Editor’s Note: Lilly Ledbetter was the plaintiff in the Supreme Court discrimination case Ledbetter v. Goodyear Tire & Rubber Co., and her name is attached to the Fair Pay Act of 2009. The opinions expressed in this commentary are her own. View more opinion articles on CNN.
It’s easy to think that the Supreme Court only matters to attorneys. But if I have learned anything in my life, it is this: Supreme Court decisions have a huge impact on ordinary people and the justices who sit on the Supreme Court make a big difference.
In fact, justice served or justice denied often comes down to a single vote on the Supreme Court.
I know because I was denied justice in my pay discrimination case because of a 5-4 Supreme Court decision in 2007.
All I wanted was to work hard at a good job with a fair shot at taking care of myself and my family. After doing so for 20 years as a supervisor at Goodyear Tire and Rubber Company in Gadsden, Alabama, someone left an anonymous note in my mailbox that told me what the men I was working with were earning. I’ll never forget the pit in my stomach when I learned I had been earning 25 to 40% less than them despite doing the same job.
I thought about my family struggling to pay for our kids’ college education, our mortgage, medical bills.
Doing nothing was not an option. I filed a charge with the Equal Employment Opportunity Commission and then I took Goodyear to court. The jury recognized that what happened to me wasn’t right, held that the company had paid me less just because I was a woman, and initially awarded me around $3.5 million to make up for all the years of being shortchanged.
But the Supreme Court took it all away by one vote. Five Justices said I should have complained sooner, within 180 days after I received my first paycheck – even though at the time I wasn’t aware that I was being shortchanged. They said that because I didn’t complain then, I had missed my chance, and it didn’t matter that Goodyear had discriminated against me for 20 years. I lost.
Now, decades later, I have less to live on in retirement than I would have if I had been fairly compensated.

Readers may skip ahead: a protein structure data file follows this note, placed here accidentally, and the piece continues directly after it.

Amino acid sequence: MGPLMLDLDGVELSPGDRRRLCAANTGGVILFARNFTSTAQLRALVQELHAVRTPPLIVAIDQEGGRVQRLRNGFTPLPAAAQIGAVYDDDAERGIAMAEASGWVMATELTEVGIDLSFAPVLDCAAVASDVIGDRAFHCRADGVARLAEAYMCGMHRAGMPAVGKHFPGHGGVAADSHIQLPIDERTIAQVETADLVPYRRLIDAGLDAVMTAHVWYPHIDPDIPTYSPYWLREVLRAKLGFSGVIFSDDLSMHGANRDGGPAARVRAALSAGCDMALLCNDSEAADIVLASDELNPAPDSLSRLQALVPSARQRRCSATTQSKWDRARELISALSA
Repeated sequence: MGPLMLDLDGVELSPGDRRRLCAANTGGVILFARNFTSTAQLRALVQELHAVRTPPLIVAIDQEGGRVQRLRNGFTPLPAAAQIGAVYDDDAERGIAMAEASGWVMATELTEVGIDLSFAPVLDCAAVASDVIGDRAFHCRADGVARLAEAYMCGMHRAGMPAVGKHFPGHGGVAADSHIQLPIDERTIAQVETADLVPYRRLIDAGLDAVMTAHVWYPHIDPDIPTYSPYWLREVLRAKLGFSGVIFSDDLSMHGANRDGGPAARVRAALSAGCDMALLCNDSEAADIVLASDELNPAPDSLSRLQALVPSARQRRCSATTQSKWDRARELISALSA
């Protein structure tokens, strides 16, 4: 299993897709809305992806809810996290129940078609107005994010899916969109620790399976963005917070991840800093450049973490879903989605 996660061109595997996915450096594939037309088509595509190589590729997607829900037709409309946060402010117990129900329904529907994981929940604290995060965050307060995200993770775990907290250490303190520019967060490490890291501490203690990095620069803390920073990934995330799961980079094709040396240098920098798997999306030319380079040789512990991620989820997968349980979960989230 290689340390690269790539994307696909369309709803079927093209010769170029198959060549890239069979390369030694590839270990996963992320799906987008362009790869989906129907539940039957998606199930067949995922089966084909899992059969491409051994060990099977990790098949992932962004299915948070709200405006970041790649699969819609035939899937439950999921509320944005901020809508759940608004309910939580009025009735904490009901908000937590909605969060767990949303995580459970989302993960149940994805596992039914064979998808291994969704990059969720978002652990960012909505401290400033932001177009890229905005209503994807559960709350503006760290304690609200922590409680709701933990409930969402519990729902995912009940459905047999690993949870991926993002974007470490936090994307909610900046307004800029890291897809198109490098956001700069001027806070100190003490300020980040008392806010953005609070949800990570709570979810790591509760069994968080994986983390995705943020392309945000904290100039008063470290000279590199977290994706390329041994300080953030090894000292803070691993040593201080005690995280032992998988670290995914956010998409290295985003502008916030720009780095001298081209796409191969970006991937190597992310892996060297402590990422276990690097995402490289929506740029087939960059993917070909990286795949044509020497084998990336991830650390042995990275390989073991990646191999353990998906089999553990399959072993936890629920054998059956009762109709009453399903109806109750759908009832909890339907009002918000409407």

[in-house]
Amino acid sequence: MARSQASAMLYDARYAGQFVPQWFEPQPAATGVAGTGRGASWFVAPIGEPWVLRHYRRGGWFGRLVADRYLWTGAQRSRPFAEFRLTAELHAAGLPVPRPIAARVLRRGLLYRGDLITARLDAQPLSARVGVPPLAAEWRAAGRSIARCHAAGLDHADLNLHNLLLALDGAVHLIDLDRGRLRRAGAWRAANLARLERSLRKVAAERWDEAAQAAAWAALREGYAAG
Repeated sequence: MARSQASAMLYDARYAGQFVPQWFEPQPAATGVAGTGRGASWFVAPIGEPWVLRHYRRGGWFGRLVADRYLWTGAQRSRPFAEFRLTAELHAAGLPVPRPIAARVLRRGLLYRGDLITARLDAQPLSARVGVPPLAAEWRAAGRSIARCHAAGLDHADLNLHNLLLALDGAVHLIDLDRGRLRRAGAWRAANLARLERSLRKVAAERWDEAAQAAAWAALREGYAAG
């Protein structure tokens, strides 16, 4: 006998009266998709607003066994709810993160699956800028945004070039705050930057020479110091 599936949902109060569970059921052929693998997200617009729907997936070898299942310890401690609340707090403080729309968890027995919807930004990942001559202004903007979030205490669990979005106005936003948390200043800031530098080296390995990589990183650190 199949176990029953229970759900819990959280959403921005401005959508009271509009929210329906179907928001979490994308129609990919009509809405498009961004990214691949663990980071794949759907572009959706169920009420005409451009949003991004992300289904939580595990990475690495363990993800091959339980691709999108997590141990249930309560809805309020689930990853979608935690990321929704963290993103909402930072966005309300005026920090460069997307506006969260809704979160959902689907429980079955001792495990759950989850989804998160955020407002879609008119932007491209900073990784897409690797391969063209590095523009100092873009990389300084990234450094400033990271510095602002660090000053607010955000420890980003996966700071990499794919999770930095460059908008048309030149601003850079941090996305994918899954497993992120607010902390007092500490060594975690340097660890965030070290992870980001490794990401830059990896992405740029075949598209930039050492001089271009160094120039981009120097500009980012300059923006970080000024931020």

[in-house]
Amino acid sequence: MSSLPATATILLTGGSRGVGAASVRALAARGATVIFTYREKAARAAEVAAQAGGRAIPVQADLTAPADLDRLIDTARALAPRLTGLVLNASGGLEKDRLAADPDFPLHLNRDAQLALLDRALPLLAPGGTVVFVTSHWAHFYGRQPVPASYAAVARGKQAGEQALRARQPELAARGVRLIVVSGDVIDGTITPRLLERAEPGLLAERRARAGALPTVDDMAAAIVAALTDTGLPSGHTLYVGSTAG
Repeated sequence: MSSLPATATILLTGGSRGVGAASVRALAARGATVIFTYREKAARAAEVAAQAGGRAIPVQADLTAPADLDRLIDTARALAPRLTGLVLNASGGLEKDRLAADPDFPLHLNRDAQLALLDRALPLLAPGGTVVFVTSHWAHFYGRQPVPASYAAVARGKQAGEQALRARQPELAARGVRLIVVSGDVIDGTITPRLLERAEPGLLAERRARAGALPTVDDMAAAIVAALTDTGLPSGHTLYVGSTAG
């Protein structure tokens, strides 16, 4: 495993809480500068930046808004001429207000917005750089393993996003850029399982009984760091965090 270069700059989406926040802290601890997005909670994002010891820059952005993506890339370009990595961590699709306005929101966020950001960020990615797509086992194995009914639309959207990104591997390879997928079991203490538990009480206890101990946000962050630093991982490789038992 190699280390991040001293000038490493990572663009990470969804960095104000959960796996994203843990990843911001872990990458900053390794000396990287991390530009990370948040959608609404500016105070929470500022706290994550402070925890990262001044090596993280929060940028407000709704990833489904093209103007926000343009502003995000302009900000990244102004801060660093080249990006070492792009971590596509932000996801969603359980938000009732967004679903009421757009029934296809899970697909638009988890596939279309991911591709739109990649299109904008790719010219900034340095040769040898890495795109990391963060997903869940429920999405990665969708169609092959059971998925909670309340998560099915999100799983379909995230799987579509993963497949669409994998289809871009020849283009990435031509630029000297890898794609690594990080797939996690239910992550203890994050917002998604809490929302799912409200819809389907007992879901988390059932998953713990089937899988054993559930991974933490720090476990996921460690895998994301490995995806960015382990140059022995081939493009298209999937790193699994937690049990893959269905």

To this day, I believe that, had Justice Sandra Day O’Connor remained on the Court in place of Justice Samuel Alito, my case would have gone the other way.
We all deserve the opportunity to take a close and careful look at any nominee for a lifetime appointment to the Supreme Court; the stakes are incredibly high and the impact is felt by everyday people. But the decision rests with the Senate, and Senate Republicans seem bound and determined to rush through the nomination of Brett Kavanaugh, who could sit on the Court until my grandchildren have grandchildren of their own.
Republican Senator Chuck Grassley, on behalf of the Senate Judiciary Committee, even failed to request documents relating to Kavanaugh’s time as a staff secretary for the Bush administration, implying that many details of his career are not important to examine. Given what we do know, however, I have deep concerns. Judge Kavanaugh has a history of ruling in favor of employers at the expense of employees – undercutting their basic rights and even their safety.
In one case, Kavanaugh wrote a dissent that would have blown a gaping hole in the federal law protecting workers against age discrimination. In another, he sided with an employer that had allegedly discriminated against and terminated an employee based on race.
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Kavanaugh’s vision of the workplace – where workers are not able to challenge discrimination and where laws that protect them against harassment and other forms of discrimination are viewed as burdens to employers – would spell disaster for women and for all others who could face workplace discrimination.
We cannot let Brett Kavanaugh have the final word on our rights.